Friday, June 18, 2010


We’ve had Gen-X and Gen-Y, but now we are about to have the onslaught of a generation of people who grew up with Linux and Napster and Firefox and so many other open source technologies that I wouldn’t be surprised if this generation comes to be knows as Gen-O (for "Open").

Myriad Genetics filed a Notice of Appeal on Wednesday in the suit brought against them by the ACLU challenging the validity of the BRCA1 and 2 patents. The ACLU claimed a first round victory on March 29 when a New York district court held that genes are products of nature and therefore not patentable. My friends at Choate, Hall and Stewart have a great summary of the case in last week’s GEN.

In October of 2007, Radiohead released their album, In Rainbows using a unique pricing policy: pay what you want. Fans were able to download a complete digital version of the album and only had to pay what they thought was fair.

How exactly do these things relate? And more importantly, relate to life sciences and cleantech? We are about to experience a sea change in the way technology businesses are conducted, and it will be driven by an open souce mindset. We have, for decades, operated under the model of patent protection for technological innovations, and so far it has worked quite well. Why is the US arguably the world’s foremost center of innovation? Because there has long been a clear, consistent plan for encouraging entrepreneurship through the patent system. In the case of Radiohead, it’s copyright law that applies, but it has the same net effect. That clear path is about to get a little murky.

The music industry was caught unawares when technological innovations made violation of copyright law as simple as a click of a mouse. Radiohead’s response was unique and innovative. The life sciences industry has been seeing this coming for some time. Years ago, I served on the rare disease sub-committee of the (HHS) Secretary’s Advisory Committee on Genetic Testing. Nucleic acid patents were (and still are) under attack from the likes of Mildred Cho, Deborah Leonard and John Merz who were making the case that there was no inventive step in developing a diagnostic test based on alterations of a gene. (Wanna know the truth? 1. It’s about the money. Academicians who had a side business of testing patient samples were mad that a commercial organization could block them from performing the test in their lab, despite the fact that the commercial organization had paid to license the rights to the patents from an academic center and was incurring the cost of developing, marketing and distributing the test, not to mention those of prosecuting the patents. 2. Their stated goal was to increase “access,” but that is precisely what will not happen. Patients and physicians would somehow just know that a particular test was available in someone’s lab? Quality Control and Quality Assurance is enhanced by having numerous academic labs across the country performing the assay using different standards? 3. They went after diagnostics first because the argument is reduced to triviality if you apply the same logic to therapeutics, but I’m sure it won’t be long before they start down that path. But I digress.) Now, the successor to the SACGT, the SAC on Genomics Health and Society, is arguing for exemption from infringement for certain categories of people and is taking on genomic data sharing. Heaven help us.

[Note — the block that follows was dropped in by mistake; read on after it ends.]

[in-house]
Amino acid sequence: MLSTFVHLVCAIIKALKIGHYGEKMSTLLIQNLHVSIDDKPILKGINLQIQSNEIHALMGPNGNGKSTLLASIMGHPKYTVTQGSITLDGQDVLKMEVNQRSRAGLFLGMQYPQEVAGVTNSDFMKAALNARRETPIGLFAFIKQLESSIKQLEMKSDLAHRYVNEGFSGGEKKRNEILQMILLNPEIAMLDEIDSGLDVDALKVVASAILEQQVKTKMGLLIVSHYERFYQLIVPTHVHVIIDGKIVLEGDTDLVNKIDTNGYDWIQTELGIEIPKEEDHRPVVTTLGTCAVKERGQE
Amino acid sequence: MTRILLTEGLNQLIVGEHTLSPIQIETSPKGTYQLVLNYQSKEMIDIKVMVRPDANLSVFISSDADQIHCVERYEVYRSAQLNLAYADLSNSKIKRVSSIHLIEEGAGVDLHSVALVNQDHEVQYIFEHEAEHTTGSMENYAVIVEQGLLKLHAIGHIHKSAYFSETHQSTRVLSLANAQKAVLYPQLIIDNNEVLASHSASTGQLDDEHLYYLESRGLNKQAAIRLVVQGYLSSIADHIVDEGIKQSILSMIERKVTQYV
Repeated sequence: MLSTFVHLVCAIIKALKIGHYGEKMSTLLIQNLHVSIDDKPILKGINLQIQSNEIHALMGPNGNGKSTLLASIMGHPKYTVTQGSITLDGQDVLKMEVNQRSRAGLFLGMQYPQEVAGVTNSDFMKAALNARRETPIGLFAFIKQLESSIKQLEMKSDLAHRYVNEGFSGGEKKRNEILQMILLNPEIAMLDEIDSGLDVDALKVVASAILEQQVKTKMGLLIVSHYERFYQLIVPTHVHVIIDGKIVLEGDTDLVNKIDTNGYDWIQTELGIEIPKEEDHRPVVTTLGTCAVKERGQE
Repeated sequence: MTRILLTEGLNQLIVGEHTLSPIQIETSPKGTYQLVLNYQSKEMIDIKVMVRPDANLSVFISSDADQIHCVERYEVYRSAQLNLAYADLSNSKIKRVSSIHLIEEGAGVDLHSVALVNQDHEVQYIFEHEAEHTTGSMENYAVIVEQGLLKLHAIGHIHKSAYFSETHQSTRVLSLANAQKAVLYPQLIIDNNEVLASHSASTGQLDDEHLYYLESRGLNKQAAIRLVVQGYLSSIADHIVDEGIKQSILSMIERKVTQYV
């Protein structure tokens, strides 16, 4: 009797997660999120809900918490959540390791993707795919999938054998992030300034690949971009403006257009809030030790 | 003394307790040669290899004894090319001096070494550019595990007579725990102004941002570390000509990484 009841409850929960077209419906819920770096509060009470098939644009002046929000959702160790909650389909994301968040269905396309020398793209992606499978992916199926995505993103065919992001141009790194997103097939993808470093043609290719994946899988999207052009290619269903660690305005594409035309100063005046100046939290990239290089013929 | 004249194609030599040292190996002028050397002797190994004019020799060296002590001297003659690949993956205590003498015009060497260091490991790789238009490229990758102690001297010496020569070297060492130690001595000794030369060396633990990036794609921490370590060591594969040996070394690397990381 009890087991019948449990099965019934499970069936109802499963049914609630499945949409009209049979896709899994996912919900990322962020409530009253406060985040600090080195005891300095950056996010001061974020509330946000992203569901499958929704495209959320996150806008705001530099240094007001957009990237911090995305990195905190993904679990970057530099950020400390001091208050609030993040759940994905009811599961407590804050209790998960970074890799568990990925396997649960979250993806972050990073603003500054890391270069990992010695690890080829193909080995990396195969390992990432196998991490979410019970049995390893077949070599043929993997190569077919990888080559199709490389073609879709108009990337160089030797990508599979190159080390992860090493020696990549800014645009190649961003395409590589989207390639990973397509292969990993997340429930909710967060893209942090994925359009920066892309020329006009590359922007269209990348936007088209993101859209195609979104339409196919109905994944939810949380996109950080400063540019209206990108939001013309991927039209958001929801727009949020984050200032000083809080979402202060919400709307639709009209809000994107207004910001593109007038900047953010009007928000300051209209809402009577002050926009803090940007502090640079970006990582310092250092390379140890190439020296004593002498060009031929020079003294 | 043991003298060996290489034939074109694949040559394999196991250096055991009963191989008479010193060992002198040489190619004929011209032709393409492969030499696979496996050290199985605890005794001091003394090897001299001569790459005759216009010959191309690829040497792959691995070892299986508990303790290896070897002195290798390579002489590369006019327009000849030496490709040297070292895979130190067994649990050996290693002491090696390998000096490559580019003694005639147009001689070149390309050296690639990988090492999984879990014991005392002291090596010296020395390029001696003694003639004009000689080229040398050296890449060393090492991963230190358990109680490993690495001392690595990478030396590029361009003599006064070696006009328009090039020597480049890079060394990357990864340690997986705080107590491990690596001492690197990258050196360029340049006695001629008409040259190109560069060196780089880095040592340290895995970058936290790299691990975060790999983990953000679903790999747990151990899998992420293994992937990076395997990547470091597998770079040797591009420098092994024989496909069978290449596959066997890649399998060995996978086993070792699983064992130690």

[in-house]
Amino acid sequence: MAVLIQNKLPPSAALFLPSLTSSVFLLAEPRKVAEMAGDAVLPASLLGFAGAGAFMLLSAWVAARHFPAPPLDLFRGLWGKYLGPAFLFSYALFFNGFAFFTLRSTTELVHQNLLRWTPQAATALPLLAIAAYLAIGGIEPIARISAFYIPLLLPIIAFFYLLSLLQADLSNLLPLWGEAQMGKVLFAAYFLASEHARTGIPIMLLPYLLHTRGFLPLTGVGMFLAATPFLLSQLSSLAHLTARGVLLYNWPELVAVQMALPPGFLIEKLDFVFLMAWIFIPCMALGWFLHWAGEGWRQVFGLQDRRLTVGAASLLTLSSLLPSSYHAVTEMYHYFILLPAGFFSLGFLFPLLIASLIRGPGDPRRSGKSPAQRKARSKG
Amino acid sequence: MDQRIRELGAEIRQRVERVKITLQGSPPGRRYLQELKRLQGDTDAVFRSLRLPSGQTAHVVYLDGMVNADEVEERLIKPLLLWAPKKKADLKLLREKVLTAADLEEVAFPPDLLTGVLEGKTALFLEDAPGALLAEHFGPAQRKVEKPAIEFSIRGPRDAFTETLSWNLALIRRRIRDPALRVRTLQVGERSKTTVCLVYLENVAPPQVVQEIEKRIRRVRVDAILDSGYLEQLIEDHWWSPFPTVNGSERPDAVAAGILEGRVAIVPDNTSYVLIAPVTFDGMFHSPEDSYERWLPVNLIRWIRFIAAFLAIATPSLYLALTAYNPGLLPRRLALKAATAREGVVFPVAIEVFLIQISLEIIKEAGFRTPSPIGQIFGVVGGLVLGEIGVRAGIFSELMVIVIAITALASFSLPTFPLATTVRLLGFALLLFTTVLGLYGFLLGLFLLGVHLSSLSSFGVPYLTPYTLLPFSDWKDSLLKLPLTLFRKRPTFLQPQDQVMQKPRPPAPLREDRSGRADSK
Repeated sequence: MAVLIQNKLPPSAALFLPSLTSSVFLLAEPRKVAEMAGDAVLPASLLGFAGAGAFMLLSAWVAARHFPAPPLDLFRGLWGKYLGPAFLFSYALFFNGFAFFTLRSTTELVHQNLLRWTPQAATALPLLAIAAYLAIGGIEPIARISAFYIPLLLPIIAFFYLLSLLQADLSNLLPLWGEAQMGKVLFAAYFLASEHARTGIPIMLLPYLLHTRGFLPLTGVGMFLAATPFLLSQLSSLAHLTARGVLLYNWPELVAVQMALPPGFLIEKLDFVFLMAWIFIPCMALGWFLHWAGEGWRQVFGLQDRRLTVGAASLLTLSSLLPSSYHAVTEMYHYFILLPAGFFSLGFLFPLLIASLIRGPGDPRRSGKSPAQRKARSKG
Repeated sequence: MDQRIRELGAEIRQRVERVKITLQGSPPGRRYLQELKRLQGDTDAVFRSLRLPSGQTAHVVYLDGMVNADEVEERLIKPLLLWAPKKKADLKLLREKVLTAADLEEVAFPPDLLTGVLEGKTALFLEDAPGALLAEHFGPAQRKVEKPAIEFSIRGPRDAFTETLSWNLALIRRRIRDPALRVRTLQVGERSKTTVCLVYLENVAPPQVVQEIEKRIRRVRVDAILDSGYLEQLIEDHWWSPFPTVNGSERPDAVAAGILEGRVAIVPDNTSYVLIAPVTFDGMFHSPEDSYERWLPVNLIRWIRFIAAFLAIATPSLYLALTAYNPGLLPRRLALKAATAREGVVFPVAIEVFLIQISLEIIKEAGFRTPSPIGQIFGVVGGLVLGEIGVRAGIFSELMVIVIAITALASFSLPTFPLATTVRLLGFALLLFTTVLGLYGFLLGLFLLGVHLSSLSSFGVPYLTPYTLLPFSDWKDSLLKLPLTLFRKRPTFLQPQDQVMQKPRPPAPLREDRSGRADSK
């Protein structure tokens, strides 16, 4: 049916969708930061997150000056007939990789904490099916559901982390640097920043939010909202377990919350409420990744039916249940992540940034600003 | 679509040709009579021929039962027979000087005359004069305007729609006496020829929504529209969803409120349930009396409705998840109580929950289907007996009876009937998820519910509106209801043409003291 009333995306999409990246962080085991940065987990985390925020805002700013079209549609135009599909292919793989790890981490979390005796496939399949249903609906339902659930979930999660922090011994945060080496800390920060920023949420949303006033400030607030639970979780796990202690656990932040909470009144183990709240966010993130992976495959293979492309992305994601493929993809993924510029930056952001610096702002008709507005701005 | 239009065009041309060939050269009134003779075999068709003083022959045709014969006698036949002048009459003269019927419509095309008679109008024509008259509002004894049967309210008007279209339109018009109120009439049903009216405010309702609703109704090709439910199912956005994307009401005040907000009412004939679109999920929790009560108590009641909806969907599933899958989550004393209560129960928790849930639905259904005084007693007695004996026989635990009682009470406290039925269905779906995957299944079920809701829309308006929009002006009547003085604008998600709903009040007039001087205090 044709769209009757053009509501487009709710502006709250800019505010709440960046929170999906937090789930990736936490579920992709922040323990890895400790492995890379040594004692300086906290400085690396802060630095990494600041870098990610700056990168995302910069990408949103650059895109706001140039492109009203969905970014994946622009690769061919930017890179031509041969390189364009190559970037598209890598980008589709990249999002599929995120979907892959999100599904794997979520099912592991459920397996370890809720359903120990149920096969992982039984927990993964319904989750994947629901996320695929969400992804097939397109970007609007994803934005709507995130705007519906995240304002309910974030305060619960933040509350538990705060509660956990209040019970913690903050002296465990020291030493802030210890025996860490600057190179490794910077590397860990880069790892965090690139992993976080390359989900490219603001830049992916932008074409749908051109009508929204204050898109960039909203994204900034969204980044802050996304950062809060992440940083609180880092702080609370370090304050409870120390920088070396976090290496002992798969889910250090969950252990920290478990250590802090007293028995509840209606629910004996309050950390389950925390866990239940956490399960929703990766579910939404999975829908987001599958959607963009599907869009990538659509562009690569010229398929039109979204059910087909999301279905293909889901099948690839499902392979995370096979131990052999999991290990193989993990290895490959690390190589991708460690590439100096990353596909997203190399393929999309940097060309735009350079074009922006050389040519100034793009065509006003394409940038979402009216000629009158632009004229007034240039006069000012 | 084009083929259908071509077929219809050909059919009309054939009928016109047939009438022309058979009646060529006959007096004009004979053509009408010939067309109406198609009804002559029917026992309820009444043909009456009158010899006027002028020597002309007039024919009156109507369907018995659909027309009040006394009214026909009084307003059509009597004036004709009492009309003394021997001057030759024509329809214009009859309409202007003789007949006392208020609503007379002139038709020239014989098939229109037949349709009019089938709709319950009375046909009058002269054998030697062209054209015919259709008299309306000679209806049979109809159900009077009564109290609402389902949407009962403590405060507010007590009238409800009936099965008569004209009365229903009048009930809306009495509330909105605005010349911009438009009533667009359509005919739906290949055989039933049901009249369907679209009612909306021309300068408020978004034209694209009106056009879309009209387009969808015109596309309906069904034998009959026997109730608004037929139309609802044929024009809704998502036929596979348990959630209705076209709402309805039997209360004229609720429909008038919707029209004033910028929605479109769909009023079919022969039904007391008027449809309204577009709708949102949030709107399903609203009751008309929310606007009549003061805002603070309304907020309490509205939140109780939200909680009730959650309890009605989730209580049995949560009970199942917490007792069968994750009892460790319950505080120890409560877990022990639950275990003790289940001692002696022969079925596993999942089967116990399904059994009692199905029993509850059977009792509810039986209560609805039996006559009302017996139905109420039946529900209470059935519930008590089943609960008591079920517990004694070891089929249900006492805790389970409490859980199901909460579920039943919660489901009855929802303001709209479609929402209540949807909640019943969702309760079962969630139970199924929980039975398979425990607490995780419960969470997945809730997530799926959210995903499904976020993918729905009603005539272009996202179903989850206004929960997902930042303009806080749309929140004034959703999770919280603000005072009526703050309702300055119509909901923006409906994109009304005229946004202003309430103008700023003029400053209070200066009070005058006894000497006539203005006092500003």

The Myriad case will be overturned on appeal, but it’s a shot across the bow. The nucleic acid patent hand-wringers have an accidental ally in Gen-Oers. We will continue to see attacks on nucleic acid patents, and concurrently, will see approaches similar to that taken by Radiohead in new settings, but most commonly in industries where intellectual property rights are important to de-risk investment and to foster innovation. Do I believe we will move to abolish patents or move to a system like India or China where there is a patent system but effectively no enforcement? Clearly not. The early results from Radiohead and other similar experiments (like video games offered on a pay-what-you-want basis) were not great. Most people paid something, but it was far less on average than it would have been had they sold through traditional channels. (The analyses I’ve seen don’t account for the reduced production cost when offering the product as a download, so the net to the artists may actually be better.) However, a generation of people who grew up with an open source mindset will certainly continue to challenge the existing model, and technology industries will feel the pressure the most.

Is this a bad or a good thing? It’s a little of both. In fairness, I fully agree that there are quite a number of nucleic acid patents that have no business being around. Remember all those EST patents in the late 90s? When a point mutation in a gene is found to cause a disease, it seems to me it’s a novel and perfectly patentable discovery. After the fifth or seventh or tenth point mutation in the gene is found to cause the same disease, is it truly novel and patentable? I’d argue no. However, invalidating patents based on completely novel disease gene discoveries will result in less, not more, access to commercial products, including, and very importantly, diagnostic testing.

Oh, and one last thing. Did you know that Francis Collins, who has been behind this jihad against nucleic acid patents from the beginning, is an inventor on the original patent protecting the discovery of the gene for cystic fibrosis and about 20 other patents?

I'm just sayin'

No comments: